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A construction worker at the site of an office tower in Toronto. (Fred Lum/The Globe and Mail)
A construction worker at the site of an office tower in Toronto. (Fred Lum/The Globe and Mail)

Canadian employment rose in September but wage gains remain flat Add to ...

Statistics Canada’s monthly payroll survey showed much stronger hiring among the country’s employers than previously believed, but average wages continue to stagnate.

Statscan’s Survey of Employment, Payrolls and Hours (SEPH), released Thursday, estimated that employers added 65,200 jobs in September, well above the estimate of 17,000 in Statscan’s September Labour Force Survey, released in early October. While the LFS, a survey of households, is the more high-profile of Statscan’s monthly employment reports, the SEPH, which uses a combination of actual payroll tax filings and a survey of employers, is favoured by many experts as a more complete estimate of employer hiring.

In addition to the strong September payroll growth, Statscan also sharply reduced its estimated August decline in payroll employment, trimming the decline to a modest 12,600 from an originally reported 50,400.

As a result of the strong September gains and the August revision, year-over-year payroll employment growth reached 217,000 in September, well above the 12-month growth of 160,000 reported in the August SEPH. The 12-month average monthly growth rate of 18,100 jobs is well above the 10,700 pace reported by the LFS for the same period. However, for the first nine months of 2016, both surveys now show average monthly growth of about 15,000.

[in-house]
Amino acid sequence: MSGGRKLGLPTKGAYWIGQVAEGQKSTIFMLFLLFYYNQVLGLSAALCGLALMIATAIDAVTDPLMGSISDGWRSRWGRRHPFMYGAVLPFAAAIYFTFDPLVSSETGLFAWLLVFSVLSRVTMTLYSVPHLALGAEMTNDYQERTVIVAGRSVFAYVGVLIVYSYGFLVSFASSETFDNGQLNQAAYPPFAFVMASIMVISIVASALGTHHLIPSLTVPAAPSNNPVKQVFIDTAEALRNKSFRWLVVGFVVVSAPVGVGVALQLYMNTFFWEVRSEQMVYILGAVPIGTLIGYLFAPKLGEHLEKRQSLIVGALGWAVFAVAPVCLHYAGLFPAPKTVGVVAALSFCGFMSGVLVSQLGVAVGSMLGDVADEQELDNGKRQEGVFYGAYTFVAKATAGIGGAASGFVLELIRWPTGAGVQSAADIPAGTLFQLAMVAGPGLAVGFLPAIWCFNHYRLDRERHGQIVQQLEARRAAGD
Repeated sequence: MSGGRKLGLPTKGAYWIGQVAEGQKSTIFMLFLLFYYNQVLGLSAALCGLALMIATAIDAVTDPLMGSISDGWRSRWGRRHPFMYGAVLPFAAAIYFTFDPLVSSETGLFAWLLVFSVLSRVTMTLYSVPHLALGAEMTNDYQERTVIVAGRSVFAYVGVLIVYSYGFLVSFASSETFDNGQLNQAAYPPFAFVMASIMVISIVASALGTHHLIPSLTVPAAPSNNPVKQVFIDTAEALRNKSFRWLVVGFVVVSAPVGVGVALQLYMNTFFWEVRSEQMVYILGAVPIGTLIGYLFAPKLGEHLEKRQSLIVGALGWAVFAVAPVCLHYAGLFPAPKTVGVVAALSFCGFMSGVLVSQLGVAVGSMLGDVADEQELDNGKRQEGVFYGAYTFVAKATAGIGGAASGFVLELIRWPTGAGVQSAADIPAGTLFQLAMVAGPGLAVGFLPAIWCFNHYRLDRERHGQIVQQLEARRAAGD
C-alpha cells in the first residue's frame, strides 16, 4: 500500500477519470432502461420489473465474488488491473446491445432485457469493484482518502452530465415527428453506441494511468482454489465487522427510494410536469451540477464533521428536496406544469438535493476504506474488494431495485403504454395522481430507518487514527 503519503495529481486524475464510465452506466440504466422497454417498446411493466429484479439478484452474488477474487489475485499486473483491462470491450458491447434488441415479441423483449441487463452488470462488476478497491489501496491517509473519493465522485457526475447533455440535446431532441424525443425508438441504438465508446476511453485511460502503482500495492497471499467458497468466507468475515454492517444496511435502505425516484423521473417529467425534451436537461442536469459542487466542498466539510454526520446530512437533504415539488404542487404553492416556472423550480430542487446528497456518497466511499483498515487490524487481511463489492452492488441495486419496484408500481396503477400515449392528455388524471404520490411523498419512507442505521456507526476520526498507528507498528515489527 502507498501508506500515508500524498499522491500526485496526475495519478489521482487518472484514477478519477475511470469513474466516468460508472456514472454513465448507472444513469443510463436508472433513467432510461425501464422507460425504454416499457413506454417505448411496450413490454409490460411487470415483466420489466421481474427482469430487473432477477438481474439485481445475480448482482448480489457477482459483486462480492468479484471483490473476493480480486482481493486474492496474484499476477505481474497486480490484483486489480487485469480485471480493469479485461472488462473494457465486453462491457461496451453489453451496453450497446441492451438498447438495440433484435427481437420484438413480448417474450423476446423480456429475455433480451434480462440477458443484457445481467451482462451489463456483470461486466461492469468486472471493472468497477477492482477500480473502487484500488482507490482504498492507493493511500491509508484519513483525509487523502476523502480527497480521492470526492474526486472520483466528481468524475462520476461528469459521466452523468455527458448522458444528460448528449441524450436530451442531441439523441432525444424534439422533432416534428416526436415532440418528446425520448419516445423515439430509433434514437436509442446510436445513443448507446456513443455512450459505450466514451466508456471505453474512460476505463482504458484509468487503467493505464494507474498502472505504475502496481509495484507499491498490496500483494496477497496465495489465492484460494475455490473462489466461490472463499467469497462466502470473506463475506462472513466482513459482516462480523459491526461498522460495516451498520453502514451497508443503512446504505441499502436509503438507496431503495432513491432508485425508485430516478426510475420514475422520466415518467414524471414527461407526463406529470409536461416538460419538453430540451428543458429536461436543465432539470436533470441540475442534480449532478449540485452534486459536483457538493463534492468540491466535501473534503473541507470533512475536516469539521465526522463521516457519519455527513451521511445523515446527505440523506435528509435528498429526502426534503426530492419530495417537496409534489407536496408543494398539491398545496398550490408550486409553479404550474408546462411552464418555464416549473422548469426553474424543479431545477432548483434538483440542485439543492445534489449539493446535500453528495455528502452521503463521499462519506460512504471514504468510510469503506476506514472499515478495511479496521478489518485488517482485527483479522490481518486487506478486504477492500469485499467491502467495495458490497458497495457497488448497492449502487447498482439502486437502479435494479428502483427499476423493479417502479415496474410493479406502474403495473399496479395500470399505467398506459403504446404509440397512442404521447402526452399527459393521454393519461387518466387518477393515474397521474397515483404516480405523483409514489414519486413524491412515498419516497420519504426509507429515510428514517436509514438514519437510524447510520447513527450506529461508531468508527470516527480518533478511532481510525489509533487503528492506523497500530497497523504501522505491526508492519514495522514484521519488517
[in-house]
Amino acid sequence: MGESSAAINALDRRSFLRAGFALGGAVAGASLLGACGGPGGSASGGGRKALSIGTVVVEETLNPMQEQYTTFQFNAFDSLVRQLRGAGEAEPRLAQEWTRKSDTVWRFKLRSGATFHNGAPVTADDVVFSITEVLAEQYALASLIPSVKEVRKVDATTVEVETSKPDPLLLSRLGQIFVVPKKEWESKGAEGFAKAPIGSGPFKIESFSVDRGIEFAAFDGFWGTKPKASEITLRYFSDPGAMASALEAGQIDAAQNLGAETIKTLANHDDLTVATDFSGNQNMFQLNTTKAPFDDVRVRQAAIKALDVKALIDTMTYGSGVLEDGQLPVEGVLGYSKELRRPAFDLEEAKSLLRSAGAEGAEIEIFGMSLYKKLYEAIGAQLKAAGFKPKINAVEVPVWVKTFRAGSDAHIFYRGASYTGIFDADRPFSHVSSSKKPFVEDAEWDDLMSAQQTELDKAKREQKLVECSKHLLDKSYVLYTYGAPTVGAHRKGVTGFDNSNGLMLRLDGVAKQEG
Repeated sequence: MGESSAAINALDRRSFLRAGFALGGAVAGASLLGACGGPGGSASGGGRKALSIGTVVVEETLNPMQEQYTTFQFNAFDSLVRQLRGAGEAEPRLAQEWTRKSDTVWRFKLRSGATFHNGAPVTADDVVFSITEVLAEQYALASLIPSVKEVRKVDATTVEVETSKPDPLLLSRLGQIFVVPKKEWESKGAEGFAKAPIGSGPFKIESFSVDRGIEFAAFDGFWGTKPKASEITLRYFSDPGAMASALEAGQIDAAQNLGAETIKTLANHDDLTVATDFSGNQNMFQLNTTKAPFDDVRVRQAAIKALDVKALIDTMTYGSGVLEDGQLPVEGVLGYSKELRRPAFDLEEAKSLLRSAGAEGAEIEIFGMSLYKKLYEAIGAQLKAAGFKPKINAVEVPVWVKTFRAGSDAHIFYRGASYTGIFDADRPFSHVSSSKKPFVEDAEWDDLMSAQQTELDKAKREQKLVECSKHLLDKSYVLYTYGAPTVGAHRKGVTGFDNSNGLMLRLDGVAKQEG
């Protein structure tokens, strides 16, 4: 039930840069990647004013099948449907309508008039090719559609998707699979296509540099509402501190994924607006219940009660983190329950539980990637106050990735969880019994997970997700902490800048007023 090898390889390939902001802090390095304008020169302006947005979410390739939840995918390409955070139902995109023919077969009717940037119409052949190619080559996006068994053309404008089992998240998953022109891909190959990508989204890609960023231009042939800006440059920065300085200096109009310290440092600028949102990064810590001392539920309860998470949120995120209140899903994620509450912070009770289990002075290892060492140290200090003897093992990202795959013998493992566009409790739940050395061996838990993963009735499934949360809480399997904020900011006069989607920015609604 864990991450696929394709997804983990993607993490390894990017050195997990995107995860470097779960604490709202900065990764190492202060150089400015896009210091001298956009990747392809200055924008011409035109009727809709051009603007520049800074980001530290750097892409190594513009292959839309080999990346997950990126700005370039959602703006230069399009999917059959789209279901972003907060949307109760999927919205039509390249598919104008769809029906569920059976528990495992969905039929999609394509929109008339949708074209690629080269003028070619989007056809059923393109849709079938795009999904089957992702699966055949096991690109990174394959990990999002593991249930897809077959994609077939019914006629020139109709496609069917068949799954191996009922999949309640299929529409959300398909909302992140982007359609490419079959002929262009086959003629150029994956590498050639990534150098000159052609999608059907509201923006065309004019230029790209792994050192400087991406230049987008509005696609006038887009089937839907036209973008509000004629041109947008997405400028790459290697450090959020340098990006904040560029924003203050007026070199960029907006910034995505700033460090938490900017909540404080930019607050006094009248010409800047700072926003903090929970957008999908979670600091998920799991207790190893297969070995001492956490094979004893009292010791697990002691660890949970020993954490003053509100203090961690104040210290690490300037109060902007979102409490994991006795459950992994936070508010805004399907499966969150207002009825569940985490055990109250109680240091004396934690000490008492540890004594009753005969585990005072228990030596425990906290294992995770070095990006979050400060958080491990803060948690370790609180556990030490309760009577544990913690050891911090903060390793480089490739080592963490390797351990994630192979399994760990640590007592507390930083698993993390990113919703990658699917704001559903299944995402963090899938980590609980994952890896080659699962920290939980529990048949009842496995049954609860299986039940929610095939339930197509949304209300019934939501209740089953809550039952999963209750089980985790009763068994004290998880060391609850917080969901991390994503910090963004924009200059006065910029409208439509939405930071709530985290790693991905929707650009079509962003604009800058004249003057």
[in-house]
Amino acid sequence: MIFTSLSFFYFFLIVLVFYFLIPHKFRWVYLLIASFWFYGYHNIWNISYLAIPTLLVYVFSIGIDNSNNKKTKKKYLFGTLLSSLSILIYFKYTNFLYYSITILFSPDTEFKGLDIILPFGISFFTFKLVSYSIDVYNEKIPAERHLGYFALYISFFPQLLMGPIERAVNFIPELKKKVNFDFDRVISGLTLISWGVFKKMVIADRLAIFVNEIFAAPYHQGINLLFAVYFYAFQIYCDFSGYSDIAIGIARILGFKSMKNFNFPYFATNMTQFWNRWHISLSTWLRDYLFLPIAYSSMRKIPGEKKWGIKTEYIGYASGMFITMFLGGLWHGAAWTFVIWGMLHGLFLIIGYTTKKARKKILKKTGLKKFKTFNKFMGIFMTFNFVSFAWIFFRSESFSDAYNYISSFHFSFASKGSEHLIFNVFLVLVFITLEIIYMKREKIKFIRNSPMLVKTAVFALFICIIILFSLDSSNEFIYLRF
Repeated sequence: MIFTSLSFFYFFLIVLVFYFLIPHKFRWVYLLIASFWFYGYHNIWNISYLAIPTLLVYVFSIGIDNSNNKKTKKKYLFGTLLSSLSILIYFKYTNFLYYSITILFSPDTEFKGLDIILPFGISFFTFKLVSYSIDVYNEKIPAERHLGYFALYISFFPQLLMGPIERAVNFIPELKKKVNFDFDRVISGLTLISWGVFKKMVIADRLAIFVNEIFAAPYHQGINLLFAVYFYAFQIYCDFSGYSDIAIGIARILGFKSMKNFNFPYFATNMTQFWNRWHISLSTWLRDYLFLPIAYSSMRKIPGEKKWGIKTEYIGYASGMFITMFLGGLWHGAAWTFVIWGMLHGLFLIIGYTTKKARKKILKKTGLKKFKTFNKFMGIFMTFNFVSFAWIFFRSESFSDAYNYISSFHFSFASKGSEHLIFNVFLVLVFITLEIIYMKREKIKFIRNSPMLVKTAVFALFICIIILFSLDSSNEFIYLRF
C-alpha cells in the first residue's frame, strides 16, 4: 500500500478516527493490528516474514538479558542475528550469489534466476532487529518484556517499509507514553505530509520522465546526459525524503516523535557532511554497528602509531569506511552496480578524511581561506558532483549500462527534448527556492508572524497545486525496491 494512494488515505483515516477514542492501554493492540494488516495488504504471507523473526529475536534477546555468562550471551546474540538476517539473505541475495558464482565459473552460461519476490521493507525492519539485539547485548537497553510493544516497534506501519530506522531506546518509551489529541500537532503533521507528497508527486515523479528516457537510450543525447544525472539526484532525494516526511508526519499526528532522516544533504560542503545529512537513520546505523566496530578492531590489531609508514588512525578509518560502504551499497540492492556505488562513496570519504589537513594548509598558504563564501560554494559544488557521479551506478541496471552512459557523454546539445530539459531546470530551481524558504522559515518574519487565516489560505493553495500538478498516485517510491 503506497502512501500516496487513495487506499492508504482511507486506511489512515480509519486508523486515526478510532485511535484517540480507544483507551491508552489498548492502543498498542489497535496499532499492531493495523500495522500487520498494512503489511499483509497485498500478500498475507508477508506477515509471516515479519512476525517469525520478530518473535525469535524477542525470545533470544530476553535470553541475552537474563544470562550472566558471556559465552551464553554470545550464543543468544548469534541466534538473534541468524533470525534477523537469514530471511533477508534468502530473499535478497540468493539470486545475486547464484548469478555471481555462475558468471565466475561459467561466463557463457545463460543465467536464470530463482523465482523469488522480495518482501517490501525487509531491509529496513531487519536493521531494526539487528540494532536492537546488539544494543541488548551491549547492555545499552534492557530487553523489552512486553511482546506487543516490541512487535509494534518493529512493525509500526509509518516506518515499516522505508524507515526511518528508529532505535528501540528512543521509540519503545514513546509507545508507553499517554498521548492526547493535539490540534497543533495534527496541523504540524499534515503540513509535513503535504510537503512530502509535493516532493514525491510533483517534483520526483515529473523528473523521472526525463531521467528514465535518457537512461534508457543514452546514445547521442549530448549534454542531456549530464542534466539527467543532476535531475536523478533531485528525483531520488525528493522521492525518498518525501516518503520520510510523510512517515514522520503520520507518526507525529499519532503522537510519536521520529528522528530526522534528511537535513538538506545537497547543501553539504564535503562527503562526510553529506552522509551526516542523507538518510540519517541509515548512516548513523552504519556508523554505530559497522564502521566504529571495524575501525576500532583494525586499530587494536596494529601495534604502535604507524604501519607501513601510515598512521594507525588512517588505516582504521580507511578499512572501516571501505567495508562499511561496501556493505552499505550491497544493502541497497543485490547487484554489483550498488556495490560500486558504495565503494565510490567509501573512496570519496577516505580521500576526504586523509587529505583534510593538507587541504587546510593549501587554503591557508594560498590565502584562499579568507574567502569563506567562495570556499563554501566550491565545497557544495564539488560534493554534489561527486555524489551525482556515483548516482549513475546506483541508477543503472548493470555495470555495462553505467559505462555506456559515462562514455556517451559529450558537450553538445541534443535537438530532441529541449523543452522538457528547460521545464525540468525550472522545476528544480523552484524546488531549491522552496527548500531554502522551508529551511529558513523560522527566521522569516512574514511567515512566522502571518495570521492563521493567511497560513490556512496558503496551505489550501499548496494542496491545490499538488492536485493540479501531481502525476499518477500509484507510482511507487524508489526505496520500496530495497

“While not spectacular, that’s nonetheless a decent performance from the labour market, considering GDP growth this year is expected to come in at a meagre 1.2 per cent,” said National Bank of Canada senior economist Krishen Rangasamy in a research report.

However, the SEPH indicated that employees’ wages aren’t faring nearly as well. Average weekly earnings slipped 0.1 per cent in September from August, and were up just 0.4 per cent year over year – far below the country’s 1.3-per-cent inflation rate over the same 12 months. Average weekly wages have fallen 0.3 per cent for the year to date.

In Alberta, where both employment and average earnings have been hard-hit by the slump in the energy sector, payroll jobs were flat in September from August, leaving them down 63,000 for the past 12 months. Average weekly earnings in the province slipped 0.3 per cent from the previous month, and were down 1.7 per cent year over year.

But average weekly earnings also slipped 0.3 per cent month over month in Ontario, one of the country’s strongest provincial economies. In British Columbia, another strong-growth province, month-over-month average wages rose a thin 0.2 per cent, while Quebec’s average grew a healthy 1.2 per cent.

But all three provinces saw their year-over-year wage growth slow, to 0.9 per cent in Ontario, 1 per cent in B.C. and 1.8 per cent in Quebec. This despite healthy year-over-year job growth in all three provinces (up 122,000 in Ontario, up 63,000 in B.C. and up 47,000 in Quebec).

As Statscan suggested in a special report last week on earnings growth trends, a key element to the slow pace of the country’s wages is that employment growth has shifted toward sectors where average pay is lower. Nationally, the resource-extraction sectors, where wages are higher than the national average, has seen payroll employment fall by 20,000 over the past 12 months, while the high-paying construction sector has lost 10,000 jobs. Meanwhile, relatively the lower-paying health care and social assistant segment has added 68,000 jobs over that period.

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